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EnglishEdit

Etymology 1Edit

From Middle English wode, from Old English wōd (mad, raging, enraged, insane, senseless, blasphemous), from Proto-Germanic *wōdaz (compare Middle Dutch woet > Dutch woede, Old High German wuot > German Wut (fury), Old Norse óðr, Gothic 𐍅𐍉𐌳𐍃 (wōds, demonically possessed)), from Proto-Indo-European *weh₂t-ós, from *weh₂t- (excited, possessed) (compare Latin vātēs (seer, prophet), Old Irish fáith (seer), Welsh gwawd (song)).

Alternative formsEdit

AdjectiveEdit

wode (comparative woder, superlative wodest)

  1. (archaic) mad, crazy, insane, possessed, rabid, furious, frantic.
    • a. 1588, Jasper Heywood, quoted in James Petite Andews, The History of Great Britain, published 1806
      My hair stode up, I waxed wode, my synewes all did shake / And, as the fury had me vext, my teeth began to quake.

Etymology 2Edit

See woad

NounEdit

wode (uncountable)

  1. Obsolete spelling of woad

AnagramsEdit


Middle EnglishEdit

PronunciationEdit

Etymology 1Edit

From Old English wōd, from Proto-Germanic *wōdaz, from Proto-Indo-European *weh₂tós.

NounEdit

wode (uncountable)

  1. madness, insanity, an overmastering emotion, rage, fury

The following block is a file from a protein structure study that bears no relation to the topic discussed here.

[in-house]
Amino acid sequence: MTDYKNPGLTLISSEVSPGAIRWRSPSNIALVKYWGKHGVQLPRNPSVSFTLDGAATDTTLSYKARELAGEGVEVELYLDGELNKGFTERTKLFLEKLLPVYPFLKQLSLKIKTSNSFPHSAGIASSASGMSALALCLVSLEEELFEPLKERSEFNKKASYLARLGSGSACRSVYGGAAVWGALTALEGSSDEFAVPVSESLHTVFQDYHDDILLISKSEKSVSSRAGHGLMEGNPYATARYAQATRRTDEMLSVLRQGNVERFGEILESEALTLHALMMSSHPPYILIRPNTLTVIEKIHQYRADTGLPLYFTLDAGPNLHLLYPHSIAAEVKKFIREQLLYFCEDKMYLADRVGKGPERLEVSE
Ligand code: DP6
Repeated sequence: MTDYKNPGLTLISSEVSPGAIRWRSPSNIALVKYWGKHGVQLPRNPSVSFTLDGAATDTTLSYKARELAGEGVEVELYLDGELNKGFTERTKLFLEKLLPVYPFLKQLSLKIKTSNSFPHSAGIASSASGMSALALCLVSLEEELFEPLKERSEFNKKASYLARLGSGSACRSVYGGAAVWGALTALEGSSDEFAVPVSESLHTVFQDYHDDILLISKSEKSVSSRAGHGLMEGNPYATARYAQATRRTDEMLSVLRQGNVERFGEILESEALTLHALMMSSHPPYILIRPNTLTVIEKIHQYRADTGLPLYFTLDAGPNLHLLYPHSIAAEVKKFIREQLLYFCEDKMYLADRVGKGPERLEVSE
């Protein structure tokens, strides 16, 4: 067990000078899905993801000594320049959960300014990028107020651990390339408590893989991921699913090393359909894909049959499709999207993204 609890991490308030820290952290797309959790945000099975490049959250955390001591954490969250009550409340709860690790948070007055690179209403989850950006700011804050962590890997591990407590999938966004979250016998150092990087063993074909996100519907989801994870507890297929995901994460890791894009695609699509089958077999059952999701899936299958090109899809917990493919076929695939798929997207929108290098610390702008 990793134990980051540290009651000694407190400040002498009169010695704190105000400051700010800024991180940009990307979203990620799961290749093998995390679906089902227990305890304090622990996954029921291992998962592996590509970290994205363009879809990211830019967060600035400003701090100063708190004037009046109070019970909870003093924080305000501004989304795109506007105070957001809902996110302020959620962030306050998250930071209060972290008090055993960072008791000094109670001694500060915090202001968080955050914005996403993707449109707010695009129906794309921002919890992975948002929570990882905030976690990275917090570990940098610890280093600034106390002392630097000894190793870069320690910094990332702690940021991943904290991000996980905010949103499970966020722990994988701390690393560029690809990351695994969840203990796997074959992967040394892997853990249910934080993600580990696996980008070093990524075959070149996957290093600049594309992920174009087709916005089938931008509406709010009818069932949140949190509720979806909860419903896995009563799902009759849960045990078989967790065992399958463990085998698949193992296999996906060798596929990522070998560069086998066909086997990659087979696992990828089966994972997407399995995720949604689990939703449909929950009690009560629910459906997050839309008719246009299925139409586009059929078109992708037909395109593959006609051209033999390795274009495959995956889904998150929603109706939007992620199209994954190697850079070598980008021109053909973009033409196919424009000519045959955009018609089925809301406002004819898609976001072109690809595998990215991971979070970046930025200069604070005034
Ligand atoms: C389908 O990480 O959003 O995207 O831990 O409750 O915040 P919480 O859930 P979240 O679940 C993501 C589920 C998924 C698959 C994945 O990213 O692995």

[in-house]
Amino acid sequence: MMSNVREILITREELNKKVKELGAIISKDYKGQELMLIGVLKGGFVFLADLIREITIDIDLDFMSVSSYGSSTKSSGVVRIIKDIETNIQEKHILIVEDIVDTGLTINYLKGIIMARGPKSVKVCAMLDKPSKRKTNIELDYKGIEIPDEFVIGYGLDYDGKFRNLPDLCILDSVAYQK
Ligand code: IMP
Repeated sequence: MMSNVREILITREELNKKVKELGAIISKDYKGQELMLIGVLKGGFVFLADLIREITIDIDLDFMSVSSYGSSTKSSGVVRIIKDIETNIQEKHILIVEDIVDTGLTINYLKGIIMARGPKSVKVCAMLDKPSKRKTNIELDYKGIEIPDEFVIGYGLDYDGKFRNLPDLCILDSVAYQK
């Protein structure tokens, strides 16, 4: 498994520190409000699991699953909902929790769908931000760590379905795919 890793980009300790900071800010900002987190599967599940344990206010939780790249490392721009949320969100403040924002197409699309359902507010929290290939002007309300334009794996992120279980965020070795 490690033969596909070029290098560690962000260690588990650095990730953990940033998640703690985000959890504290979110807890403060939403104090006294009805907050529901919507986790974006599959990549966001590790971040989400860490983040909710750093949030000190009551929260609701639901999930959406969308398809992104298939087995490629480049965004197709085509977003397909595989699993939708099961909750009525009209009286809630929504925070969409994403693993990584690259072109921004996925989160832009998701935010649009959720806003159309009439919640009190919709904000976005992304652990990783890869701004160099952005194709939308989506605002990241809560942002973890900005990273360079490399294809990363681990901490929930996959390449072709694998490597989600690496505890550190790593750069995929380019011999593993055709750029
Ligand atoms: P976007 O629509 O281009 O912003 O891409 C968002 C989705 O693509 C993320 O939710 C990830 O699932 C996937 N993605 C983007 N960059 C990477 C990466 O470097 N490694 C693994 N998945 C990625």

When thei saw hir for wode so wilde Thei did lede hir ... With-oute the toun ... And stoned hir to dethe. — The Laud Troy Book
    At cherche kan god ... yelde þe wyttes of þe wode.Ayenbite of Inwyt

VerbEdit

wode

  1. To be or go mad; be or go out of one's mind; behave wildly; be frenzied; go out of control.
    Vices woden to destroyen men by wounde of thought. — Chaucer
  2. to be or become furious, enraged.
    Whan I ne may my ladi se, The more I am redy to wraththe ... I wode as doth the wylde Se. — Gower
ConjugationEdit

AdverbEdit

wode

  1. frantically
  2. ferociously, fiercely
  3. intensely, furiously
    Lat us to the peple seme Suche as the world may of us deme That wommen loven us for wod. — Chaucer
  4. furiously enraged, irate, angry
    He was wod wroth and wold do Thomas ... to deth. — Mirk's Festial: A Collection of Homilies by Johannes Mirkus
    When þe wale kyng wist, he wex wode wroth. — Wars of Alexander

AdjectiveEdit

wode

  1. mad, insane, possessed, furious, frantic, mentally deranged, of unsound mind, out of one's mind.
  2. rabid
  3. wild, not tamed
Derived termsEdit
DescendantsEdit
  • English: wode, wood
  • Scots: wod, wode, wud, wude, wuid
ReferencesEdit

Etymology 2Edit

From Old English wudu, from Proto-Germanic *widuz; see wood.

NounEdit

wode

  1. wood (material).
DescendantsEdit
ReferencesEdit

VerbEdit

wode

  1. To hunt.
  2. To take to the woods; hide oneself in the woods (also reflexive: ben woded).
ConjugationEdit
Derived termsEdit
ReferencesEdit

Etymology 3Edit

From Old English wadan.

VerbEdit

wode

  1. Alternative form of waden